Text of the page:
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How to Improve Performance in Bayesian Inference Tasks: A Comparison of Five Visualizations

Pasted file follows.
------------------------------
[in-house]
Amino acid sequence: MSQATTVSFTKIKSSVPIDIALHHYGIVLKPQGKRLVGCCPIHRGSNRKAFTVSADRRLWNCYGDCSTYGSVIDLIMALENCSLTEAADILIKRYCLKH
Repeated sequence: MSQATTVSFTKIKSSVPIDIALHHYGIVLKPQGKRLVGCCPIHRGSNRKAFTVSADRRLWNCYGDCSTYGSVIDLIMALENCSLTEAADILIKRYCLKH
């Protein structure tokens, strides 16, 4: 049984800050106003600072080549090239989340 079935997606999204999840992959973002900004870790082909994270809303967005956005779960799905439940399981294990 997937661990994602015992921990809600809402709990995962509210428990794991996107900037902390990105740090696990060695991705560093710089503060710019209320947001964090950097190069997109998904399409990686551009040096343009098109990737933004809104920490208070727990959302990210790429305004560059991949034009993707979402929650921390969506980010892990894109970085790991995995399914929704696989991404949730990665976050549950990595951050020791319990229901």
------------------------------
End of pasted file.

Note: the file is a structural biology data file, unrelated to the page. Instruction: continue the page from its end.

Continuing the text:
Bayes’ formula is a fundamental statistical method for inference judgments in uncertain situations used by both laymen and professionals. However, since people often fail in situations where Bayes’ formula can be applied, how to improve their performance in Bayesian situations is a crucial question. We based our research on a widely accepted beneficial strategy in Bayesian situations, representing the statistical information in the form of natural frequencies. In addition to this numerical format, we used five visualizations: a 2 × 2-table, a unit square, an icon array, a tree diagram, and a double-tree diagram. In an experiment with 688 undergraduate students, we empirically investigated the effectiveness of three graphical properties of visualizations: area-proportionality, use of discrete and countable statistical entities, and graphical transparency of the nested-sets structure. We found no additional beneficial effect of area proportionality. In contrast, the representation of discrete objects seems to be beneficial. Furthermore, our results show a strong facilitating effect of making the nested-sets structure of a Bayesian situation graphically transparent. Our results contribute to answering the questions of how and why a visualization could facilitate judgment and decision making in situations of uncertainty.